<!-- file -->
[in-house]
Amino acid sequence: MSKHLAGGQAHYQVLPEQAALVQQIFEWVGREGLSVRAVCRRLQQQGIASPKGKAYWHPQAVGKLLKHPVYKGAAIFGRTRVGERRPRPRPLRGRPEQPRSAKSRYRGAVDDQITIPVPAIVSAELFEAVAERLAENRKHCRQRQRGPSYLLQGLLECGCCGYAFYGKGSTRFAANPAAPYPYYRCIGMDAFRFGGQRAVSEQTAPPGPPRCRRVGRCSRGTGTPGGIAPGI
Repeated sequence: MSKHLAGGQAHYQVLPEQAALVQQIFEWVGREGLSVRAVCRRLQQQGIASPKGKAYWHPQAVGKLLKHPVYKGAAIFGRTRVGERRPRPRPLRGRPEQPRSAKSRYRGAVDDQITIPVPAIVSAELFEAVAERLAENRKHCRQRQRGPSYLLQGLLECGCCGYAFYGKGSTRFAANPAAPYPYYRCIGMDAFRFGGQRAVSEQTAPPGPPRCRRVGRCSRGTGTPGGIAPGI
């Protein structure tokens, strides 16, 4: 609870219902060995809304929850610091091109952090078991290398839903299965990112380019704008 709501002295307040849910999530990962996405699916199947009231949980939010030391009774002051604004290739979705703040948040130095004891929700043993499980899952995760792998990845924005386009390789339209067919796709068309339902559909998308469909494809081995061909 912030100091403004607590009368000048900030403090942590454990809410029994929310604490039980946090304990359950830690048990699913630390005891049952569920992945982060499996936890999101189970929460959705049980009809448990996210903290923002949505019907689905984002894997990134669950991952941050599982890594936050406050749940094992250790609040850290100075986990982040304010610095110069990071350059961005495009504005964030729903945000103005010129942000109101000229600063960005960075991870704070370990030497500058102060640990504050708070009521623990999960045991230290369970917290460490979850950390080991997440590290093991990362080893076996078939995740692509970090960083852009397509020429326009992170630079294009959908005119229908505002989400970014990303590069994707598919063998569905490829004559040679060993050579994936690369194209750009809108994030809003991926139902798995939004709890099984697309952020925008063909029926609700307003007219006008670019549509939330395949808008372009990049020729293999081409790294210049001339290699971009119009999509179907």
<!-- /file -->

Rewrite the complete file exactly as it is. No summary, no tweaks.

[in-house]
Amino acid sequence: MSKHLAGGQAHYQVLPEQAALVQQIFEWVGREGLSVRAVCRRLQQQGIASPKGKAYWHPQAVGKLLKHPVYKGAAIFGRTRVGERRPRPRPLRGRPEQPRSAKSRYRGAVDDQITIPVPAIVSAELFEAVAERLAENRKHCRQRQRGPSYLLQGLLECGCCGYAFYGKGSTRFAANPAAPYPYYRCIGMDAFRFGGQRAVSEQTAPPGPPRCRRVGRCSRGTGTPGGIAPGI
Repeated sequence: MSKHLAGGQAHYQVLPEQAALVQQIFEWVGREGLSVRAVCRRLQQQGIASPKGKAYWHPQAVGKLLKHPVYKGAAIFGRTRVGERRPRPRPLRGRPEQPRSAKSRYRGAVDDQITIPVPAIVSAELFEAVAERLAENRKHCRQRQRGPSYLLQGLLECGCCGYAFYGKGSTRFAANPAAPYPYYRCIGMDAFRFGGQRAVSEQTAPPGPPRCRRVGRCSRGTGTPGGIAPGI
């Protein structure tokens, strides 16, 4: 609870219902060995809304929850610091091109952090078991290398839903299965990112380019704008 709501002295307040849910999530990962996405699916199947009231949980939010030391009774002051604004290739979705703040948040130095004891929700043993499980899952995760792998990845924005386009390789339209067919796709068309339902559909998308469909494809081995061909 912030100091403004607590009368000048900030403090942590454990809410029994929310604490039980946090304990359950830690048990699913630390005891049952569920992945982060499996936890999101189970929460959705049980009809448990996210903290923002949505019907689905984002894997990134669950991952941050599982890594936050406050749940094992250790609040850290100075986990982040304010610095110069990071350059961005495009504005964030729903945000103005010129942000109101000229600063960005960075991870704070370990030497500058102060640990504050708070009521623990999960045991230290369970917290460490979850950390080991997440590290093991990362080893076996078939995740692509970090960083852009397509020429326009992170630079294009959908005119229908505002989400970014990303590069994707598919063998569905490829004559040679060993050579994936690369194209750009809108994030809003991926139902798995939004709890099984697309952020925008063909029926609700307003007219006008670019549509939330395949808008372009990049020729293999081409790294210049001339290699971009119009999509179907």